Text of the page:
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April 4, 2005

From The President

Recent news reports concerning UConn 2000 have generated concern across the University community. Last week I sent an e-mail to students, faculty, and staff that addressed some of the issues that were raised, but I want to use this opportunity to once again correct misimpressions that may have arisen.
President Philip E. Austin
President Philip

Let me say at the outset that UConn 2000 is, has been, and – with its successor program, 21st Century UConn – will continue to be a tremendous success. It has created an attractive, accessible, and advanced campus that is a point of pride for students, faculty, staff, and citizens of our state. Problems – and there have been some – have focused on a small number of projects and a small percentage of expenditures. I say this not to minimize the challenges; in fact, we attach the highest priority to remedying immediate problems and, more fundamentally, strengthening our processes and policies. It is nevertheless important to view recent difficulties in the context of a university moving at breathtaking pace to meet highly ambitious goals.

The key issue raised in the news stories relates to the level of external oversight of UConn 2000 projects. In fact, as I said in my e-mail and as those familiar with the program well know, UConn construction is extensively monitored. I am not aware of any state agency whose building programs are subject to as much oversight, and this is something we welcome. To reiterate a few elements:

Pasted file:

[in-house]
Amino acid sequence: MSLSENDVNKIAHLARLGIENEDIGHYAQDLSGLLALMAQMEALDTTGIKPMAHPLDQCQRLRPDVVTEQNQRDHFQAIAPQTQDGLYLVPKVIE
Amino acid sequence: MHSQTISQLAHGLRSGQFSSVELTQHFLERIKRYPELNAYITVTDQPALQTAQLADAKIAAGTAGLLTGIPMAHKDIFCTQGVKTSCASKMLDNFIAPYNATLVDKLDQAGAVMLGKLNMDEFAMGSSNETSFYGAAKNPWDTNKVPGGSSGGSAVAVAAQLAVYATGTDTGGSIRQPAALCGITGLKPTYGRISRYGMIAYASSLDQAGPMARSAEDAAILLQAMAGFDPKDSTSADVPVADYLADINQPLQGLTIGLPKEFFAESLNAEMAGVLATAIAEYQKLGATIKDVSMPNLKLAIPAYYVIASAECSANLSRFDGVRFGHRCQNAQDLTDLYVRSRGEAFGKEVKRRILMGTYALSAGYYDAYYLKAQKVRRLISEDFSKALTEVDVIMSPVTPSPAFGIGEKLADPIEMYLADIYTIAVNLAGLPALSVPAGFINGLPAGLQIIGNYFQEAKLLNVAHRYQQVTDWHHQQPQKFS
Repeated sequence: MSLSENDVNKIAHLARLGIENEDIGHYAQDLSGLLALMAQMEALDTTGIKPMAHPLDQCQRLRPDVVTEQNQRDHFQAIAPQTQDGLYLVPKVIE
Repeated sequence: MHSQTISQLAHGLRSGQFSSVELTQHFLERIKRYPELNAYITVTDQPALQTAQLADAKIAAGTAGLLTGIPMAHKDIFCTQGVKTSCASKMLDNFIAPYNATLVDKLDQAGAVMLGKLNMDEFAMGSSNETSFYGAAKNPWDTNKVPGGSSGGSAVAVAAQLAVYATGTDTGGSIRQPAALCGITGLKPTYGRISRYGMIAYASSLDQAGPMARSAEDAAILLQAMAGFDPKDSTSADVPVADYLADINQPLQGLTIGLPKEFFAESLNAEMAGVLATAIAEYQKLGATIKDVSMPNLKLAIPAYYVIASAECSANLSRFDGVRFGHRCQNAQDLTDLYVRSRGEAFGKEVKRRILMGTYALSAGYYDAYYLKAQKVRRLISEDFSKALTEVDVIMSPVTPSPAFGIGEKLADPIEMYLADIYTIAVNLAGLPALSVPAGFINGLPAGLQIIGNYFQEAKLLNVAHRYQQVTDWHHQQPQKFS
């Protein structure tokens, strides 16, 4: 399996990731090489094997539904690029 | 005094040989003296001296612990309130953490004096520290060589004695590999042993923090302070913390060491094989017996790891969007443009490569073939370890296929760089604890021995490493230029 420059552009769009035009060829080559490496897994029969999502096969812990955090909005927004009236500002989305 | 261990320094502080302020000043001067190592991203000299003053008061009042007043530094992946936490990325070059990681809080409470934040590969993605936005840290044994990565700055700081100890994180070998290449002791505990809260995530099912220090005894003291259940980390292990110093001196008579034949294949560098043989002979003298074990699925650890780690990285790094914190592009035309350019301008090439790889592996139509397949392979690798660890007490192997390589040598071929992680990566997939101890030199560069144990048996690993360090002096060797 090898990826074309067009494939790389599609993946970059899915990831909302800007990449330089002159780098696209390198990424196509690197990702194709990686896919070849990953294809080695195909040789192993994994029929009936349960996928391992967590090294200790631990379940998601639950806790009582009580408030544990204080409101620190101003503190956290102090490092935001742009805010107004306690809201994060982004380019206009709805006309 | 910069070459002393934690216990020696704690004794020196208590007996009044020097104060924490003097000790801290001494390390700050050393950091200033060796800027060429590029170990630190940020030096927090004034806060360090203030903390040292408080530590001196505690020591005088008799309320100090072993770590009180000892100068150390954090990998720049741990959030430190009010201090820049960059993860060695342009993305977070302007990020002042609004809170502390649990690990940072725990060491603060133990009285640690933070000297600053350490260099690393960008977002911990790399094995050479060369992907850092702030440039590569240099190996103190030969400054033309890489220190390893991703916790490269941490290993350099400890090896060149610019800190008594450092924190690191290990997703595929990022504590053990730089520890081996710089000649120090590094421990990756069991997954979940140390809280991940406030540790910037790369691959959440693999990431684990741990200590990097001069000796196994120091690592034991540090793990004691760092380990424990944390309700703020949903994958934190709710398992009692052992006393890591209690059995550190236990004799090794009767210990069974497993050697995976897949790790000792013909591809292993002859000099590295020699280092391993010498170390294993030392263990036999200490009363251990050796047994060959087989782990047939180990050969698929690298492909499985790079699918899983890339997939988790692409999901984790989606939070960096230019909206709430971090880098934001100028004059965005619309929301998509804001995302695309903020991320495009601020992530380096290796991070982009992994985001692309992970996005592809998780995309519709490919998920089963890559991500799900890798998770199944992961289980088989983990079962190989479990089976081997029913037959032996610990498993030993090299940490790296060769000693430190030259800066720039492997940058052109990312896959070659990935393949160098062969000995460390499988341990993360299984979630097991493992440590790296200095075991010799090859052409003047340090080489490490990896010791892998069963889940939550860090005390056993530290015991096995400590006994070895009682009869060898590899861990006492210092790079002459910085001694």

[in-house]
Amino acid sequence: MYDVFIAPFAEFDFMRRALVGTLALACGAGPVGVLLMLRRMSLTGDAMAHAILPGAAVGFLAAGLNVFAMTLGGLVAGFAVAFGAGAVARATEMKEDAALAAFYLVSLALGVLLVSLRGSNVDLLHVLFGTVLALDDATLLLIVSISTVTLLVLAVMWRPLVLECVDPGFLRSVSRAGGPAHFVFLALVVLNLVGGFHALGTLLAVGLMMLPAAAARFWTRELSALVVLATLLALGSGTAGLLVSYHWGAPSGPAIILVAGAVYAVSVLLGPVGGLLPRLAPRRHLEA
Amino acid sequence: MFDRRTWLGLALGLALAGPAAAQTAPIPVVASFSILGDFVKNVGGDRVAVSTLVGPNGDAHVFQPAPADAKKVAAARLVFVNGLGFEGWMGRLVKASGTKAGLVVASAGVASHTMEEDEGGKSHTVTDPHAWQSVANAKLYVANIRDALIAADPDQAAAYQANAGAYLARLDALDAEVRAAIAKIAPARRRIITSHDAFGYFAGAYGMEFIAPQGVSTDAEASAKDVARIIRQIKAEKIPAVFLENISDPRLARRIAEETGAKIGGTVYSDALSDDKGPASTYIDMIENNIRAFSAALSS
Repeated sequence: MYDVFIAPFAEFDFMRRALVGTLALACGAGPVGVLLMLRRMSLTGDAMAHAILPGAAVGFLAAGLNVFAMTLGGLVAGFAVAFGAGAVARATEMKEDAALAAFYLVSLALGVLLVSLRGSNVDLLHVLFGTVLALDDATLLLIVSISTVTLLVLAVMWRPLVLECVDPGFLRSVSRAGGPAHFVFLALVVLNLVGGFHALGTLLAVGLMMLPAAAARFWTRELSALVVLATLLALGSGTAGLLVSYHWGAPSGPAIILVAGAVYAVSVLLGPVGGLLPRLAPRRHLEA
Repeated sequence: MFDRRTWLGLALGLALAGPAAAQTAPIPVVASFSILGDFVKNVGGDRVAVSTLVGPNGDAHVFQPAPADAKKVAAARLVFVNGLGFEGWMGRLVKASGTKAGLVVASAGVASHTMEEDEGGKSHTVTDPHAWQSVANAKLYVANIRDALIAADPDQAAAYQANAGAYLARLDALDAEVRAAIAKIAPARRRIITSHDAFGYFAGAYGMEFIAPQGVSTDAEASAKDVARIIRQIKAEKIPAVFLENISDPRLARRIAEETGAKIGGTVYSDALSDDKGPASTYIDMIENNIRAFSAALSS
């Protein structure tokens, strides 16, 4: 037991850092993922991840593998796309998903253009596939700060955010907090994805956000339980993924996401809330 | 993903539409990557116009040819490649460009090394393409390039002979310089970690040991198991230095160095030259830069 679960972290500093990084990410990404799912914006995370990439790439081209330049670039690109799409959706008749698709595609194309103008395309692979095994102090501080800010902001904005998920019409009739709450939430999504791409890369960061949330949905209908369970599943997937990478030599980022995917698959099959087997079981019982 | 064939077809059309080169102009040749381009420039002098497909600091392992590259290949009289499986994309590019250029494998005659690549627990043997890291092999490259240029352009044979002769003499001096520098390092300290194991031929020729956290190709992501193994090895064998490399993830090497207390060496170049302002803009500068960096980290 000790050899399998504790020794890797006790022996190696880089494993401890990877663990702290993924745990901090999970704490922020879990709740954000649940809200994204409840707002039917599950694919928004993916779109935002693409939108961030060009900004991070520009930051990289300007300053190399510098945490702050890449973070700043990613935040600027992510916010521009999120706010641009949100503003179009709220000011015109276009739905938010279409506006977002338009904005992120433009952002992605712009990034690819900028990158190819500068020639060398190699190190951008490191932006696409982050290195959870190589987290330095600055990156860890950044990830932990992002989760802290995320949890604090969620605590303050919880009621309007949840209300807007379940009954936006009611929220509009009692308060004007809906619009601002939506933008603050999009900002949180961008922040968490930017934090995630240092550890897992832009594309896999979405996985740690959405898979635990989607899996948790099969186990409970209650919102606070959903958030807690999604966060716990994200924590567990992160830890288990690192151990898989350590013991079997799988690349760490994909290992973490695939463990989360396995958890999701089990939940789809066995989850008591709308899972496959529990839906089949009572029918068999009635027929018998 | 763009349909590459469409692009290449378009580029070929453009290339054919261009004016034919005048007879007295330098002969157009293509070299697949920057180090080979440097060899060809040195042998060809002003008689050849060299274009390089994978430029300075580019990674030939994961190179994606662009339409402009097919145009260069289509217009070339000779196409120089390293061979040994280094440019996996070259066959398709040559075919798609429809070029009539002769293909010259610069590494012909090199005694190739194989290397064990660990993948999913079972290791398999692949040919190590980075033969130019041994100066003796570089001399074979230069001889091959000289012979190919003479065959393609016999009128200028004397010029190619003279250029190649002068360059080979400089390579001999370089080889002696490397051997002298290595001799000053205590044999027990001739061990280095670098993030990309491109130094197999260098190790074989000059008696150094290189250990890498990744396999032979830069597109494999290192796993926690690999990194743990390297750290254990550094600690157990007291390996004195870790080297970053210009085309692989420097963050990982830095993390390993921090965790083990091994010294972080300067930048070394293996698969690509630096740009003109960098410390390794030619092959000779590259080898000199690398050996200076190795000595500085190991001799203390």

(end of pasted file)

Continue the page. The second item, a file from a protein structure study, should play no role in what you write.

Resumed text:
• The Auditors of Public Accounts review UConn 2000 activities as part of their annual audit of the University. In fact all University expenditures over $250,000, including construction-related expenditures, are routinely reviewed by state auditors. The auditors attend meetings of the Board of Trustees/Board of Directors Joint Audit and Compliance Committee; receive all information disseminated in connection with these meetings; and have the opportunity to communicate directly with committee members.
  • The General Assembly’s Legislative Program Review and Investigations Committee undertook an exhaustive assessment of UConn 2000 in 2002. The committee’s 52-page report indicated that “The University process (for managing the construction phase of its UConn 2000 projects) incorporates industry best practices for controlling costs, schedule, and quality ... The University management periodically reassesses construction-related policies and procedures to identify and implement changes to improve performance, and outcomes are regularly monitored by the Board of Trustees and the legislature.”

The report recommended no legislative changes, an unusual outcome for the committee’s review process.

  • As mandated by state statute, the University submits semi-annual progress reports on UConn 2000 to the Governor and to the Connecticut General Assembly. All 19 reports completed to date outlined projects, budgets, timelines, and contractor lists, presented issues of concern, and updated previous reports. The UConn 2000 program is reviewed annually by the Bonding Subcommittee of the General Assembly’s Finance, Revenue, and Bonding Committee.